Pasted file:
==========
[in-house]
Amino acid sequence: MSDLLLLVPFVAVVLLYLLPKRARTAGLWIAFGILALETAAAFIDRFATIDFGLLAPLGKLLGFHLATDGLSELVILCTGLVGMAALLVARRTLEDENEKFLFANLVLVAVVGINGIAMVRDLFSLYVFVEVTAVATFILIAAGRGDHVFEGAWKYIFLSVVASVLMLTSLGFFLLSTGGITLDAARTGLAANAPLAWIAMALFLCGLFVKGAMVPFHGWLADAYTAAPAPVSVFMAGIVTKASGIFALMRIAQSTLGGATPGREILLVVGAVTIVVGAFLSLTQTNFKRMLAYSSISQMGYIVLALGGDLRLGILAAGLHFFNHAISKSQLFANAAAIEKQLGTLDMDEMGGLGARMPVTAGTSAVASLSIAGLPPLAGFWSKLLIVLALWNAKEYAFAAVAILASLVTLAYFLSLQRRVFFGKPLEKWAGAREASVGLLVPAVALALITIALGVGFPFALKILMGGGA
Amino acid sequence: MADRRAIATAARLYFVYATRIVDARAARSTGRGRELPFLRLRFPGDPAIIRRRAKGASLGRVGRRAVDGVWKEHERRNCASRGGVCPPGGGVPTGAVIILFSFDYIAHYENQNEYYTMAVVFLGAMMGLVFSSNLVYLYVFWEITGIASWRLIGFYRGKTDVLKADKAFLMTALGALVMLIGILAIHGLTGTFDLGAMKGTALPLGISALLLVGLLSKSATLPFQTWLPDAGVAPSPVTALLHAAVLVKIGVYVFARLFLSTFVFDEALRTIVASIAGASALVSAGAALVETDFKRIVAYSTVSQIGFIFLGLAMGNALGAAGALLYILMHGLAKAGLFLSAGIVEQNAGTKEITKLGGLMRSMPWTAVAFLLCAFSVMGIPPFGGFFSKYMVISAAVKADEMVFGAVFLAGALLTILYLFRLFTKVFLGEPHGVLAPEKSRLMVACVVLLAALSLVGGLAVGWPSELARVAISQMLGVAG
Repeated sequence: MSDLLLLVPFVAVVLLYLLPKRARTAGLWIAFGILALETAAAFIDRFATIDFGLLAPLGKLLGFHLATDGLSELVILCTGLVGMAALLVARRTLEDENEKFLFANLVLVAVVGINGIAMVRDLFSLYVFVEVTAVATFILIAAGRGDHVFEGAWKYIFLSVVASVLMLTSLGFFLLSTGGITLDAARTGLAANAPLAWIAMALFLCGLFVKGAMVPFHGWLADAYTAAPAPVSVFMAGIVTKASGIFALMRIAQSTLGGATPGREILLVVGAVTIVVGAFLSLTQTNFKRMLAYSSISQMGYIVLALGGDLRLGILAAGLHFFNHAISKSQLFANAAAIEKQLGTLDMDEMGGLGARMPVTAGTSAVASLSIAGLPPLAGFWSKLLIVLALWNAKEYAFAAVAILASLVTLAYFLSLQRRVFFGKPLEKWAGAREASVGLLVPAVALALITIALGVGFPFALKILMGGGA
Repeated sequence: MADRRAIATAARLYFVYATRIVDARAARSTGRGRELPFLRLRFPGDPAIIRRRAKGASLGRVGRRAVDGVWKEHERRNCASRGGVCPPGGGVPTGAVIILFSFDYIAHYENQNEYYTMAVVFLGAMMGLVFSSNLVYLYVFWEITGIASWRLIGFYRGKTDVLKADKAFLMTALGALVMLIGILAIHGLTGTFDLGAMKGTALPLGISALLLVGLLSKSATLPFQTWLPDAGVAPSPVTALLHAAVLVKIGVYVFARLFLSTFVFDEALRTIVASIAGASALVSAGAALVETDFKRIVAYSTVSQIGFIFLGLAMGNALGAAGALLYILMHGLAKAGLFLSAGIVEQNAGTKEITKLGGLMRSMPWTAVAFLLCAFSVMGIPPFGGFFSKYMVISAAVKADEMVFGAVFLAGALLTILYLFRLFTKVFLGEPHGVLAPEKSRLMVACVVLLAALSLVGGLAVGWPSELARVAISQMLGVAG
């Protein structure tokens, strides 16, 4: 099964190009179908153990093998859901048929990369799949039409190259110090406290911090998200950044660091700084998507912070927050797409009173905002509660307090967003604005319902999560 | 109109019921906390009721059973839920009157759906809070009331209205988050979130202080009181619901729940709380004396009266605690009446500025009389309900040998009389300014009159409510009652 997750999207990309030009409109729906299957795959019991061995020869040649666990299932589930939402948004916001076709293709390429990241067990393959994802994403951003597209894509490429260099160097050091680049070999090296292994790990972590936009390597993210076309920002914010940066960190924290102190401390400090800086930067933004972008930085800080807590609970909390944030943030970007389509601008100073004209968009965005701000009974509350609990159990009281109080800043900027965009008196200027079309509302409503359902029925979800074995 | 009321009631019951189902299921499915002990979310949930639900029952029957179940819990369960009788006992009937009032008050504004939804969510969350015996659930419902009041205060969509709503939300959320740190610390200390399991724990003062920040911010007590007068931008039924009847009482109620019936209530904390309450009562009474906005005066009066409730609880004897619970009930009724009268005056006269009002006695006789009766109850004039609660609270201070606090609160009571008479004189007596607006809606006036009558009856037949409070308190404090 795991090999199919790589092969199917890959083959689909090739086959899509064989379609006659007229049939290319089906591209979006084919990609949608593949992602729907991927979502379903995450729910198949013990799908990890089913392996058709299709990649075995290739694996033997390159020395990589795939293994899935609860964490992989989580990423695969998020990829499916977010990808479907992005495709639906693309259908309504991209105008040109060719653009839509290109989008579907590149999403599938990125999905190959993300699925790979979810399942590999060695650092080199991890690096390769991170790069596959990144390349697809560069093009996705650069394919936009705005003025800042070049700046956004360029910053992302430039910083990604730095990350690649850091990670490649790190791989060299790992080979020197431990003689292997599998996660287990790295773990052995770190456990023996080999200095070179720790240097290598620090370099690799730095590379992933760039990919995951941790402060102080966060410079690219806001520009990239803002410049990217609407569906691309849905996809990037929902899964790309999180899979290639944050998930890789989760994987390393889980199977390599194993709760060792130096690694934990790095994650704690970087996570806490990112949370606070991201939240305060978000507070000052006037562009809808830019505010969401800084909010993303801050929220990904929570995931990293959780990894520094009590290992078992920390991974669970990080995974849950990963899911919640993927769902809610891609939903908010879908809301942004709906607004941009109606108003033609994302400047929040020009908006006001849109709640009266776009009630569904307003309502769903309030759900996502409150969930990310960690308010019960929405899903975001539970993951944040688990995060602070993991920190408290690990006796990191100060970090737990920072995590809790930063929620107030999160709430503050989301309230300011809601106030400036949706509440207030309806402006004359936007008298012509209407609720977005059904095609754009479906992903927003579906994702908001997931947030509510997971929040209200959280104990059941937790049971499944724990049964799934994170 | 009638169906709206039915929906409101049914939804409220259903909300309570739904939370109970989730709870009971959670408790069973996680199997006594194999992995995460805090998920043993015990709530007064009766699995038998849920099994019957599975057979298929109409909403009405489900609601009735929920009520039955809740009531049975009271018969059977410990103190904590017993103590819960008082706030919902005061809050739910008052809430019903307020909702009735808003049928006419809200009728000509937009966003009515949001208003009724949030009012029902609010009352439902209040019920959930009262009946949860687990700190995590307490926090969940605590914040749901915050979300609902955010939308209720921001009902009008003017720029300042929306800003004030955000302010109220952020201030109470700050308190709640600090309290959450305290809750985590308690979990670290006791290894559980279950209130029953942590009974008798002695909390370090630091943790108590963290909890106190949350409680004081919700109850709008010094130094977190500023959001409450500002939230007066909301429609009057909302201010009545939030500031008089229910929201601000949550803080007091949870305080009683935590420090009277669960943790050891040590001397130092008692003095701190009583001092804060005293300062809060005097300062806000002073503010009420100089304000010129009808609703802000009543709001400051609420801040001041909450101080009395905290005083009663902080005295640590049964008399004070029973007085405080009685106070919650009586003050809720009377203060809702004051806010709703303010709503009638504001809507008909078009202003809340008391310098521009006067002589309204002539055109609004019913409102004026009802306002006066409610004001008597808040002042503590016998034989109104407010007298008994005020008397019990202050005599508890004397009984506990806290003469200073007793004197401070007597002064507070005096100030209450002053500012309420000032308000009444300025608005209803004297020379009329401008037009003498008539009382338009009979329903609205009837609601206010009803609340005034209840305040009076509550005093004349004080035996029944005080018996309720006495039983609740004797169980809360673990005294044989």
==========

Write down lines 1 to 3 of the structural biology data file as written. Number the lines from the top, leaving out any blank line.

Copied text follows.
[in-house]
Amino acid sequence: MSDLLLLVPFVAVVLLYLLPKRARTAGLWIAFGILALETAAAFIDRFATIDFGLLAPLGKLLGFHLATDGLSELVILCTGLVGMAALLVARRTLEDENEKFLFANLVLVAVVGINGIAMVRDLFSLYVFVEVTAVATFILIAAGRGDHVFEGAWKYIFLSVVASVLMLTSLGFFLLSTGGITLDAARTGLAANAPLAWIAMALFLCGLFVKGAMVPFHGWLADAYTAAPAPVSVFMAGIVTKASGIFALMRIAQSTLGGATPGREILLVVGAVTIVVGAFLSLTQTNFKRMLAYSSISQMGYIVLALGGDLRLGILAAGLHFFNHAISKSQLFANAAAIEKQLGTLDMDEMGGLGARMPVTAGTSAVASLSIAGLPPLAGFWSKLLIVLALWNAKEYAFAAVAILASLVTLAYFLSLQRRVFFGKPLEKWAGAREASVGLLVPAVALALITIALGVGFPFALKILMGGGA
Amino acid sequence: MADRRAIATAARLYFVYATRIVDARAARSTGRGRELPFLRLRFPGDPAIIRRRAKGASLGRVGRRAVDGVWKEHERRNCASRGGVCPPGGGVPTGAVIILFSFDYIAHYENQNEYYTMAVVFLGAMMGLVFSSNLVYLYVFWEITGIASWRLIGFYRGKTDVLKADKAFLMTALGALVMLIGILAIHGLTGTFDLGAMKGTALPLGISALLLVGLLSKSATLPFQTWLPDAGVAPSPVTALLHAAVLVKIGVYVFARLFLSTFVFDEALRTIVASIAGASALVSAGAALVETDFKRIVAYSTVSQIGFIFLGLAMGNALGAAGALLYILMHGLAKAGLFLSAGIVEQNAGTKEITKLGGLMRSMPWTAVAFLLCAFSVMGIPPFGGFFSKYMVISAAVKADEMVFGAVFLAGALLTILYLFRLFTKVFLGEPHGVLAPEKSRLMVACVVLLAALSLVGGLAVGWPSELARVAISQMLGVAG